Saturday, May 5, 2012
Chris Sale Needs To Move To The Disabled List, Not The Bullpen
On Friday evening the news broke that the White Sox were moving Chris Sale from the starting rotation to the closer's role. The news was shocking, both for the fact that it was unexpected, and for the way the White Sox handled it.
Following the tweets of White Sox beat reporters online, the hammer dropped from out of nowhere. It was simply "Sox moving Sale to closer."
Then after that sucker punch, the White Sox couldn't decide if they wanted to work your body, or just go for some low blows.
Sale's status went from he's not hurt to he's just tender to he's hurting a little bit, but he's not hurt, he's just tender. Like chicken. You ever have chicken tenders? They're soft and juicy, but they don't hurt when you eat them.
Well, Chris Sale's chicken tenders are soft and juicy, it's just that the Sox are worried that if they leave him in the starting rotation, all those juices will spill out, and they'll get all over your shirt and damn it, you really like that shirt. You don't have time to go and wash it or change shirts either, you have to be at that meeting in 20 minutes.
What the hell are you going to do?
How will you preserve your career?
And that was the phrase that really got me. The White Sox are making this move not because Chris Sale is hurt, but because he's tender and sore and they want to preserve his career.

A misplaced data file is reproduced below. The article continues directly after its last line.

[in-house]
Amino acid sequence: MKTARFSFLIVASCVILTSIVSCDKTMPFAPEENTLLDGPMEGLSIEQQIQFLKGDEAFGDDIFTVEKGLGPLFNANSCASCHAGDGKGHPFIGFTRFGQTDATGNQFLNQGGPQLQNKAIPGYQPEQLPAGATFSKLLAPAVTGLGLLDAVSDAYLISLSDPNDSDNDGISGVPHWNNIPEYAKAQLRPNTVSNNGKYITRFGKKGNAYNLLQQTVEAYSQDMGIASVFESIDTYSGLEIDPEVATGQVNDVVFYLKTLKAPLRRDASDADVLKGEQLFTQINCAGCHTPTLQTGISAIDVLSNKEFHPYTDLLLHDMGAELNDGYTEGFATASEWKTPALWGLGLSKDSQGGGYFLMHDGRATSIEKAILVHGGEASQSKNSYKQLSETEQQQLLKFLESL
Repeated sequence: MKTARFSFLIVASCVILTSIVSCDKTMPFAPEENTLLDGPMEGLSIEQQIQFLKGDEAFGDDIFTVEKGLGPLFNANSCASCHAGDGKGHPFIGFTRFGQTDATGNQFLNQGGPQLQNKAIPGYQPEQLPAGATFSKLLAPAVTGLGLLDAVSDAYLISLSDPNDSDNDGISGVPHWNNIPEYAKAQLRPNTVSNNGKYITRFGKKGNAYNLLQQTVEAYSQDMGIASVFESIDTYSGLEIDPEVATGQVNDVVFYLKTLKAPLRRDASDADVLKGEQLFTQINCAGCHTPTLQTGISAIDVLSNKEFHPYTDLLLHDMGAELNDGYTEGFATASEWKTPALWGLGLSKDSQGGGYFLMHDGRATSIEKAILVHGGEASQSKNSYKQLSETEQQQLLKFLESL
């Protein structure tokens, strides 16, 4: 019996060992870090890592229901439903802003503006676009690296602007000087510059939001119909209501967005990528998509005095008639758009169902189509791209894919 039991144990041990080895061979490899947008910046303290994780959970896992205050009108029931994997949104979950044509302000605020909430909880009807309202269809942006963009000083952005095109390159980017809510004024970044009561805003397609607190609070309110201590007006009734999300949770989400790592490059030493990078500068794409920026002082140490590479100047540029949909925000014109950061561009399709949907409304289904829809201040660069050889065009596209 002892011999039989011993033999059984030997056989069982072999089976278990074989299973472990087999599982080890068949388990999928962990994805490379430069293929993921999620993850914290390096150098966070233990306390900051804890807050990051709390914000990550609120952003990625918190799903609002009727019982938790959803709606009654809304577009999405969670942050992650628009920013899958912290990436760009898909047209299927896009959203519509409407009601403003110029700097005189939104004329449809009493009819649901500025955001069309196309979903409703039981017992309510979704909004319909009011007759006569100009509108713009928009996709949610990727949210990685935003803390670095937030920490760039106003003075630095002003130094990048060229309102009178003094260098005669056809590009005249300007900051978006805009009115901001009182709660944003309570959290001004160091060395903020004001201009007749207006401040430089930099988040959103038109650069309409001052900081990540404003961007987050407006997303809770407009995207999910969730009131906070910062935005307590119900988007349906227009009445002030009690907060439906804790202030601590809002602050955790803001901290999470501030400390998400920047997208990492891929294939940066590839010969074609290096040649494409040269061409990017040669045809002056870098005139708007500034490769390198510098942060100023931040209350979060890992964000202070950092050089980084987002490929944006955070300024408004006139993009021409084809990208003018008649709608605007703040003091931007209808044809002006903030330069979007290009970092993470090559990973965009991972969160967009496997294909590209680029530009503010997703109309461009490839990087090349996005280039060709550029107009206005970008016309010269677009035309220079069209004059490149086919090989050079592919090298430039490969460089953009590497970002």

How are they going to preserve his career?
By giving him the same amount of rest he'd already been working with, and then possibly have him throw an inning every day, and hopefully with more velocity.
Does that seem like the sensible decision to you? To put Sale into high-pressure situations, and tell him to let it rip?
If there's is any concern about Sale's elbow or his future -- and it's obvious that there is, no matter what kind of idiotic mixed signals this team feels like sending -- then you put him on the disabled list. That's it. It's just that easy.
If his elbow is sore, you give him two weeks off. See how the elbow responds to the rest. Then at that point, if you want to make him your closer, let him close. If he seems as good as new, then keep him in the rotation and don't let him throw 110 pitches every start before you pull him out.
I mean, that's how you're supposed to handle a pitcher whose workload you all said you'd have to monitor before the season started, right? Was I just imagining these things?
Of course, we can't control the mistakes the Sox have already made with Sale, or what is going to happen with Sale in the future. What the team can control is what they do right now, and what they should be doing is putting him on the disabled list.
Sale is one of the lone, young bright spots on this roster. You don't take chances with him. It's better to be safe than sorry, and a hundred other cliches.
You don't just continue to change his roles -- since being drafted in June 2010, Sale has gone from college starter, to reliever then to starter and now back to reliever -- and cross your fingers hoping everything in his elbow stays attached to what it's supposed to stay attached to.
You're supposed to be in some kind of rebuilding mode, aren't you? So stop going ALL IN and start APPRECIATING WHAT YOU FUCKING HAVE THAT'S WORTH HAVING.